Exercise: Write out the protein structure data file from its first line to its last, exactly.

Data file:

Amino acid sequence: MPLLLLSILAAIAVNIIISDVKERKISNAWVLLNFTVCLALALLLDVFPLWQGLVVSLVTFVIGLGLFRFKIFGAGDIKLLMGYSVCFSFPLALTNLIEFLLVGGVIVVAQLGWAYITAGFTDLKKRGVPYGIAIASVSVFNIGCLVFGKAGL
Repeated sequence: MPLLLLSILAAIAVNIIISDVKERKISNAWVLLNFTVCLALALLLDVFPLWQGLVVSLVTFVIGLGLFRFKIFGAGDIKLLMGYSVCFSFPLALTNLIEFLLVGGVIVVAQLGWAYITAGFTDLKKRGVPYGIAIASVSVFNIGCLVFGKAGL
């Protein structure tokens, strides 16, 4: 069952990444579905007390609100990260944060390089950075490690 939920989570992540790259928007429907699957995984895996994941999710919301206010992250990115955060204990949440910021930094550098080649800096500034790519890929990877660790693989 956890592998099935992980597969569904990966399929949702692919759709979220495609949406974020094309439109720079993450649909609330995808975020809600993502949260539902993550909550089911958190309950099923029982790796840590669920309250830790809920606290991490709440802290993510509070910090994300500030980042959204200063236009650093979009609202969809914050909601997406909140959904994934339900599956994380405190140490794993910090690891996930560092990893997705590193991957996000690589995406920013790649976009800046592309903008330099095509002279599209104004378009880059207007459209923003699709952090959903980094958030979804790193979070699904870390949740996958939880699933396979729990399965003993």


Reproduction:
Amino acid sequence: MPLLLLSILAAIAVNIIISDVKERKISNAWVLLNFTVCLALALLLDVFPLWQGLVVSLVTFVIGLGLFRFKIFGAGDIKLLMGYSVCFSFPLALTNLIEFLLVGGVIVVAQLGWAYITAGFTDLKKRGVPYGIAIASVSVFNIGCLVFGKAGL
Repeated sequence: MPLLLLSILAAIAVNIIISDVKERKISNAWVLLNFTVCLALALLLDVFPLWQGLVVSLVTFVIGLGLFRFKIFGAGDIKLLMGYSVCFSFPLALTNLIEFLLVGGVIVVAQLGWAYITAGFTDLKKRGVPYGIAIASVSVFNIGCLVFGKAGL
């Protein structure tokens, strides 16, 4: 069952990444579905007390609100990260944060390089950075490690 939920989570992540790259928007429907699957995984895996994941999710919301206010992250990115955060204990949440910021930094550098080649800096500034790519890929990877660790693989 956890592998099935992980597969569904990966399929949702692919759709979220495609949406974020094309439109720079993450649909609330995808975020809600993502949260539902993550909550089911958190309950099923029982790796840590669920309250830790809920606290991490709440802290993510509070910090994300500030980042959204200063236009650093979009609202969809914050909601997406909140959904994934339900599956994380405190140490794993910090690891996930560092990893997705590193991957996000690589995406920013790649976009800046592309903008330099095509002279599209104004378009880059207007459209923003699709952090959903980094958030979804790193979070699904870390949740996958939880699933396979729990399965003993």